Friday, April 25, 2008


For the last year, twenty-one year Belarus-born artist and professional high-fashion model Elle Muliarchyk has pioneered a girly graffiti. Her witty and insightful art plays on fashion's fantasies and everyone's notions of rarified space and unobtainable status. Since the 1970s, the predominantly male subculture of graffiti writers have asserted an anti-establishment identity by building an evidentiary record of where they've been as they established their personas by tagging public spaces. Muliarchyk's self-described 'guerilla fashion photography', which she stages in dressing rooms of high-end boutiques, accomplishes the same goals but in a novel, uniquely beautiful and thoughtful way.

Muliarchyk achieves what the New York Times termed 'Pretty Larceny' by smuggling her camera and assorted incongruous objects into upscale, exclusive dressing rooms in countries as disparate as Turkey and Bulgaria and photographing herself dressed in the stories' prohibitively expensive wares. Once inside the dressing rooms with the unattainably priced precious garments she has selected, she quickly and stealthy poses with her props. Among the objects she has brought into shops are a man-sized teddy bear, a King Kong paw, a WWII gasmask and bags of autumn leaves from Central Park which she struggled to sweep off Chanel's floor and clean from a $6,000 silk Prada dress.

Fashion photography legend Patrick Demarchelier discovered Muliarchyk when she was 16 in a Manhattan cafe and was the first high-fashion photographer to photograph her. One of her foremost fans, he was quoted in her New York Times Magazine feature profile as enthusing, 'her ability to draw inspiration, in a very limited time frame, is amazing.'

As a model, Elle has been photographed by top-tier photographers including Ellen von Unworth and Terry Richardson. She began her own project when 'practicing' poses in a Bloomingdales as she was on her way to her first shoot with Demarchelier.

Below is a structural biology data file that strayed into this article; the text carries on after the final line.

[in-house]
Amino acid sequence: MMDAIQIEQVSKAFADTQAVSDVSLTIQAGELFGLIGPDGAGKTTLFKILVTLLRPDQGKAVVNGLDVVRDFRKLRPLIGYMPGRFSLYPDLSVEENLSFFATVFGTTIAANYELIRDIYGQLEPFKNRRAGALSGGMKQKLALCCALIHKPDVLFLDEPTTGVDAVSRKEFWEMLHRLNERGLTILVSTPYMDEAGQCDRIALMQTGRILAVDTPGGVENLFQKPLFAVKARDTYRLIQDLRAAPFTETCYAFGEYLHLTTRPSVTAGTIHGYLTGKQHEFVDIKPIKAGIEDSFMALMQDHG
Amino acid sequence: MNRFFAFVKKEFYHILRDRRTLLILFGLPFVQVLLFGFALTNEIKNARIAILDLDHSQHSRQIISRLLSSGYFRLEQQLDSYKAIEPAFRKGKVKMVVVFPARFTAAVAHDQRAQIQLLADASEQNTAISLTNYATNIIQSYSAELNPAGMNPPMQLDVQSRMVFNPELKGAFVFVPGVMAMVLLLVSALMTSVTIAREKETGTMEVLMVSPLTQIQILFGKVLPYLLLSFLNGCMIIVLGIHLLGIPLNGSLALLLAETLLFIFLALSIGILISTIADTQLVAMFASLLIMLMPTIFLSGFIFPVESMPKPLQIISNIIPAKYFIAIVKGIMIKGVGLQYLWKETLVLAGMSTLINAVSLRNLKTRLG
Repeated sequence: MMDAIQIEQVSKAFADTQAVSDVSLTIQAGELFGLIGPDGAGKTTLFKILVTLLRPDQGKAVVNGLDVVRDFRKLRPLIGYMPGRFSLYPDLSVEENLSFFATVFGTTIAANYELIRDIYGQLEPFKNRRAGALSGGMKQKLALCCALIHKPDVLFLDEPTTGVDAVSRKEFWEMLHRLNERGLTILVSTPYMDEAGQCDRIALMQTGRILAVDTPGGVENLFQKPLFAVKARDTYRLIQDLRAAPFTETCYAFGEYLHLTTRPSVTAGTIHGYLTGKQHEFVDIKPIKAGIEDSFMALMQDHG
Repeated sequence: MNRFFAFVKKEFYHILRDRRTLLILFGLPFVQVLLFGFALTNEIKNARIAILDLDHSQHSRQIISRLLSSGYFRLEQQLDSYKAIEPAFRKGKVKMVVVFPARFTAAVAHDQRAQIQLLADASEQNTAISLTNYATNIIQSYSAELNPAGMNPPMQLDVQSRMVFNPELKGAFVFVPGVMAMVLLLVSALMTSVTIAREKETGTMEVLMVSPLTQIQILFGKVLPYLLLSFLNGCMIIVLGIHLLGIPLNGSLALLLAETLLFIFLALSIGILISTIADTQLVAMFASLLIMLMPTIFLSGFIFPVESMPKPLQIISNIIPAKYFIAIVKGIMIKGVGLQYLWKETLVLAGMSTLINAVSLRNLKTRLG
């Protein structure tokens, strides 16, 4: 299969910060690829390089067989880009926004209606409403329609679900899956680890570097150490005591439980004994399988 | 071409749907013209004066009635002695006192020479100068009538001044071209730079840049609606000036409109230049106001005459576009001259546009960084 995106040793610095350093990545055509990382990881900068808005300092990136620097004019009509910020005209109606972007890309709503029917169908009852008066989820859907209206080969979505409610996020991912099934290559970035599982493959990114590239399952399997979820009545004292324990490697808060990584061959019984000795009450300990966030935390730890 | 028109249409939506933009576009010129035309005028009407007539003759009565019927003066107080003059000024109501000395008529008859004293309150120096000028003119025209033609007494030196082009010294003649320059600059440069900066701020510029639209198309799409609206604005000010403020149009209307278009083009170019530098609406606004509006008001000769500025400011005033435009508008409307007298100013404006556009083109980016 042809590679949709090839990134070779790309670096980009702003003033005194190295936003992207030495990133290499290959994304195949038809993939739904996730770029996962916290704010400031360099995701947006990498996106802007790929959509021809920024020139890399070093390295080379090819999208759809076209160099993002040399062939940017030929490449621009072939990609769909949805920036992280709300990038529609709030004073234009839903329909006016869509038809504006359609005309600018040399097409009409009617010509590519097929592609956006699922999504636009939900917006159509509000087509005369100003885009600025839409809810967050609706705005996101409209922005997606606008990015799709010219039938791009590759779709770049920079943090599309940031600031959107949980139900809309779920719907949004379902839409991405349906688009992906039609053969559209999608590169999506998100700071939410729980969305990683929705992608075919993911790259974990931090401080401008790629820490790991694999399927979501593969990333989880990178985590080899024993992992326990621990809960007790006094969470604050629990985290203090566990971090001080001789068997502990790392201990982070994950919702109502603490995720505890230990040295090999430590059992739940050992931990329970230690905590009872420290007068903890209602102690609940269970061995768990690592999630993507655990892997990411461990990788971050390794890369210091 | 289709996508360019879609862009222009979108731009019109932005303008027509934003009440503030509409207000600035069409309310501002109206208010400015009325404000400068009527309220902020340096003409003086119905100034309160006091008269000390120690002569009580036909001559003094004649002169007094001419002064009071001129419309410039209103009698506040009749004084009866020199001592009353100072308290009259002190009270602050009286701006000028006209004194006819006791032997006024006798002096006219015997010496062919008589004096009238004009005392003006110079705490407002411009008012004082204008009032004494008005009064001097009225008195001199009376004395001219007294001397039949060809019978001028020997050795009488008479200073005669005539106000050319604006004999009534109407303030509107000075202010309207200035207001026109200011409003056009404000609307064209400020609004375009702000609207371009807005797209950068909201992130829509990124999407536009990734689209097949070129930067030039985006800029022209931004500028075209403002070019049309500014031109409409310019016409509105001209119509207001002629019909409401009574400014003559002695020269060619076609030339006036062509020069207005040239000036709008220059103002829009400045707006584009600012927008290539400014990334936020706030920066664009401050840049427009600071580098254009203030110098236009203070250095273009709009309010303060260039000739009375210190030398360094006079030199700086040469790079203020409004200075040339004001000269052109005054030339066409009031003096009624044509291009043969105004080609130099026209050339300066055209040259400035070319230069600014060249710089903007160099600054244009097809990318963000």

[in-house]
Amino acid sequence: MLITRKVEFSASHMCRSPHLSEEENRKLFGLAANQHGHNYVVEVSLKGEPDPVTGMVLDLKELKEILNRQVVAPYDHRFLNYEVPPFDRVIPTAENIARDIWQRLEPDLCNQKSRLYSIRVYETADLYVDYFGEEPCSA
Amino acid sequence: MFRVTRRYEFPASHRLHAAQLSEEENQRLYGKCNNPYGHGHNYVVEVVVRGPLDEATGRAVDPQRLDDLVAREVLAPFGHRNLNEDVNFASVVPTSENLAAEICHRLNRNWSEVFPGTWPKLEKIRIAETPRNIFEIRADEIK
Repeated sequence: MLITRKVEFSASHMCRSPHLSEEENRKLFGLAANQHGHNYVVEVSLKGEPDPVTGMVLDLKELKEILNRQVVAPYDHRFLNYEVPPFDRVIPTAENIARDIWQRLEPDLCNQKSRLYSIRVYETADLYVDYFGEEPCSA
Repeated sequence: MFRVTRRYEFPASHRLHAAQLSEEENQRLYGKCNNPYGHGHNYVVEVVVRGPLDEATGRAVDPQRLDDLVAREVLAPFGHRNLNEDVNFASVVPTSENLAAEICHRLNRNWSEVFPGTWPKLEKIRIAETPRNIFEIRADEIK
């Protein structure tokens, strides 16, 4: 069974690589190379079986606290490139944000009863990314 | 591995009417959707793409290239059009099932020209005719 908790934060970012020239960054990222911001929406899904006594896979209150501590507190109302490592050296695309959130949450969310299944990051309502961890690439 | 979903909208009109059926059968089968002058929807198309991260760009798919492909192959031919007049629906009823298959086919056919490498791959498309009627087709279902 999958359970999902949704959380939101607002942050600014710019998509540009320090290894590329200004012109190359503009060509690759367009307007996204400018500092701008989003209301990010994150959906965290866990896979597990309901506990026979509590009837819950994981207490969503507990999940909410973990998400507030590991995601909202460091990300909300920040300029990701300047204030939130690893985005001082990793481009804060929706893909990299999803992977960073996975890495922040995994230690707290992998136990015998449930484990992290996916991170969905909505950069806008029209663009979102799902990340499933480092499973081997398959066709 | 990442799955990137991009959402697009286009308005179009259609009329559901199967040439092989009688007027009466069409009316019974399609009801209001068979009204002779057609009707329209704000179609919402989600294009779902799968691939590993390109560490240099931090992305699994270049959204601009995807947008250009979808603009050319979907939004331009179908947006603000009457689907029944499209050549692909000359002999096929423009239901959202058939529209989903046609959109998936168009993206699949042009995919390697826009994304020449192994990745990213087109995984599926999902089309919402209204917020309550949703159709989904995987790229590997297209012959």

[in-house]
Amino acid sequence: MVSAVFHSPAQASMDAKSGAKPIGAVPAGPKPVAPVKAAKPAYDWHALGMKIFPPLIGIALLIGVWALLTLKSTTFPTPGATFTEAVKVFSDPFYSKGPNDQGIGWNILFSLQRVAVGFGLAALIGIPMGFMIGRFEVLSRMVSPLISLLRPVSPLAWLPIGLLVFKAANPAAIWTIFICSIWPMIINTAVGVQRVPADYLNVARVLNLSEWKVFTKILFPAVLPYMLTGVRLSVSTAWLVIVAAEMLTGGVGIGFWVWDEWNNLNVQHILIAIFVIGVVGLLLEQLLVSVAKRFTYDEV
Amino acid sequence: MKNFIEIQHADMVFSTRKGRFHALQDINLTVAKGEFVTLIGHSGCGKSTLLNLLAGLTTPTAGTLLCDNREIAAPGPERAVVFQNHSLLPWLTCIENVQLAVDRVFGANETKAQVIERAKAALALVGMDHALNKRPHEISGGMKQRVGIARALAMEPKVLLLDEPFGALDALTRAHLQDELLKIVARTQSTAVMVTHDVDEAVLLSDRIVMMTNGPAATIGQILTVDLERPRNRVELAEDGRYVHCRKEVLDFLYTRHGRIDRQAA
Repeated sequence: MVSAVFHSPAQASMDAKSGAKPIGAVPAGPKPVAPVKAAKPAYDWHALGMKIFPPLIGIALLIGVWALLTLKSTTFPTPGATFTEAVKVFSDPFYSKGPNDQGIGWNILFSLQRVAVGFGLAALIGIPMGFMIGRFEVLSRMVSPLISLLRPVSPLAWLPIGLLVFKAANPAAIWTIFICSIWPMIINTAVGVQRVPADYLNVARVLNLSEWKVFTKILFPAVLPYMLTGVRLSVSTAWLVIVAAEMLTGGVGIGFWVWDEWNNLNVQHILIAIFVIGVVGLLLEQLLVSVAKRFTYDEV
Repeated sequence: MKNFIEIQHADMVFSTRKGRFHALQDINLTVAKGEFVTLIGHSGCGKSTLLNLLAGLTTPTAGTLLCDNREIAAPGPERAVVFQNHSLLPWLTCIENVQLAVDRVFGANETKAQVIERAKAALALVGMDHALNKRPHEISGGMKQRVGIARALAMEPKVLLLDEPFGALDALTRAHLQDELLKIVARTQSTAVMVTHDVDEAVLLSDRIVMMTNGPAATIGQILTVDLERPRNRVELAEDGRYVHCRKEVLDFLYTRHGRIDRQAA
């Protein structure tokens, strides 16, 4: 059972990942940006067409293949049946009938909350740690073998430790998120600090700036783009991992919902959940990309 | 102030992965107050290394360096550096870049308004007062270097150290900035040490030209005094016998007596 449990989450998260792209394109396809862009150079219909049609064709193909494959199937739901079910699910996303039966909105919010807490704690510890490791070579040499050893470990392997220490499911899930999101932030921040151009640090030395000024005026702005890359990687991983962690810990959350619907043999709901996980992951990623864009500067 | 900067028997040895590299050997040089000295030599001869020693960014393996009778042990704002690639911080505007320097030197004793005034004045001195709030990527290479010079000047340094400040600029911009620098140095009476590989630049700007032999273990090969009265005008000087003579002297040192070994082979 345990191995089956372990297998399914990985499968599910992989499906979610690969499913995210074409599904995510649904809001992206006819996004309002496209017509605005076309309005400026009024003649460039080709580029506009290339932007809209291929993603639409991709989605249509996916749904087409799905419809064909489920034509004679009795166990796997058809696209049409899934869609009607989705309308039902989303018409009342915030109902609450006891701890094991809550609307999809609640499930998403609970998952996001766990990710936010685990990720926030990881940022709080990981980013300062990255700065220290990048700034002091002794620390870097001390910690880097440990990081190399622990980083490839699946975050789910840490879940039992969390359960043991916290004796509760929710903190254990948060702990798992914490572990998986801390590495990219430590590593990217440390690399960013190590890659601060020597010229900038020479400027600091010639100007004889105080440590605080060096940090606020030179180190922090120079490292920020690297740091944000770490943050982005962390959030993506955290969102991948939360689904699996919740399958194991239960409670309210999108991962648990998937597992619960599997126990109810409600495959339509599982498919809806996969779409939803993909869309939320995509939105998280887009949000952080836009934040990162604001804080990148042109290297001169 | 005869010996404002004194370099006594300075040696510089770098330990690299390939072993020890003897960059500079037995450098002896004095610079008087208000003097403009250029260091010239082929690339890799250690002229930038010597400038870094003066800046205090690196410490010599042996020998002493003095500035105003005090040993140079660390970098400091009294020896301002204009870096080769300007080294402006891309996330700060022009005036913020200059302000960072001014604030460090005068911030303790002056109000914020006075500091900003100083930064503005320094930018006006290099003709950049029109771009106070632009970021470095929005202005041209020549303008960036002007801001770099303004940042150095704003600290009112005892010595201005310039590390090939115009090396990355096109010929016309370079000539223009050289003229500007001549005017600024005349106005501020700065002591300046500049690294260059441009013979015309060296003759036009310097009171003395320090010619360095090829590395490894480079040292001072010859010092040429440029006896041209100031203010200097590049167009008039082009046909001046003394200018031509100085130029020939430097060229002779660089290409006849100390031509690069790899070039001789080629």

Since that time, she has been profiled in the New York Times, the London Times and on Fashion Television. Her work has been compared to photographs by Cindy Sherman, Vanessa Beecroft and Lee Miller. Her images, which impressively straddle various styles and aesthetics - while always remaining compelling and skillful - can be seen on, a groundbreaking on-line exhibition space for Internet art, founded by British fashion photographer Nick Knight.

The shops where she creates art are often less supportive. Staff at Gucci called the police when she was discovered photographing in herself in one of their dresses, yet the bemused police officer let her take his photo, after he took her fingerprints. At a Bottega Veneta shop in New York, a salesman who peeked through a crack in the dressing room curtain and spied her reclining on a chaise longue in a sheer chemise and blue wig assumed she was shooting an internet porn video. And she was knocked unconscious when a saleswoman hit her on the head while opening the dressing room door as she lay curled up in a dress on the floor of Knightsbridge's Cavalli store.

These are only a few samplings of the extraordinary wealth of anecdotes that Elle has accumulated during her trajectory from poverty in Belarus to acclaim in New York's rarefied art and fashion worlds. We met in Manhattan's Once Upon a Tart cafe to load up on latte, share a giant gingerbread snowman, and talk.

ANA FINEL HONIGMAN: Do you feel that you have had a relatively smooth transition from fashion to art?

ELLE MULIARCHYK: I have always been very interested in art, even before I was in fashion. I never studied art for a degree but everywhere my family traveled, we always went to museums first. Art was always very important for my family - art and travel. When you die, you will not be thinking of the money you earned but the places you have seen...

AFH: Yet in the wider art-world, there are still perceived divisions between the art and fashion. Hence the endless stream of shows and articles investigating the question of whether fashion is art.